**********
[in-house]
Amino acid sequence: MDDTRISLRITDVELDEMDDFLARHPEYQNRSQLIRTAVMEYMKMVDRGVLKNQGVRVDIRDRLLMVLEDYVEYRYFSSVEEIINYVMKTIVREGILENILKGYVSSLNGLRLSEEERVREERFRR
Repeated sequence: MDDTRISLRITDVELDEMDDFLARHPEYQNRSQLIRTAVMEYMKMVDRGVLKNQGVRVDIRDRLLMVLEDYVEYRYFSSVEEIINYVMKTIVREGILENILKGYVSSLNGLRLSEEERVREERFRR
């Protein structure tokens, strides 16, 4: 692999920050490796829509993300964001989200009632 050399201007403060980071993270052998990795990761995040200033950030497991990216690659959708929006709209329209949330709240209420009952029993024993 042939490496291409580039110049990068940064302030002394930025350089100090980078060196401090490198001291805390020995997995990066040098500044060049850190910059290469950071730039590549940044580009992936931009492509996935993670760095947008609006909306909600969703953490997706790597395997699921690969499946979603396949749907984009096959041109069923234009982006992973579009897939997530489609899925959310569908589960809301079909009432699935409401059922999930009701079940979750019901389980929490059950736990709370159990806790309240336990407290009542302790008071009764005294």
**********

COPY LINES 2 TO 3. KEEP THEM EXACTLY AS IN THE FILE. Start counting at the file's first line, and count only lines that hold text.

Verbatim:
Amino acid sequence: MDDTRISLRITDVELDEMDDFLARHPEYQNRSQLIRTAVMEYMKMVDRGVLKNQGVRVDIRDRLLMVLEDYVEYRYFSSVEEIINYVMKTIVREGILENILKGYVSSLNGLRLSEEERVREERFRR
Repeated sequence: MDDTRISLRITDVELDEMDDFLARHPEYQNRSQLIRTAVMEYMKMVDRGVLKNQGVRVDIRDRLLMVLEDYVEYRYFSSVEEIINYVMKTIVREGILENILKGYVSSLNGLRLSEEERVREERFRR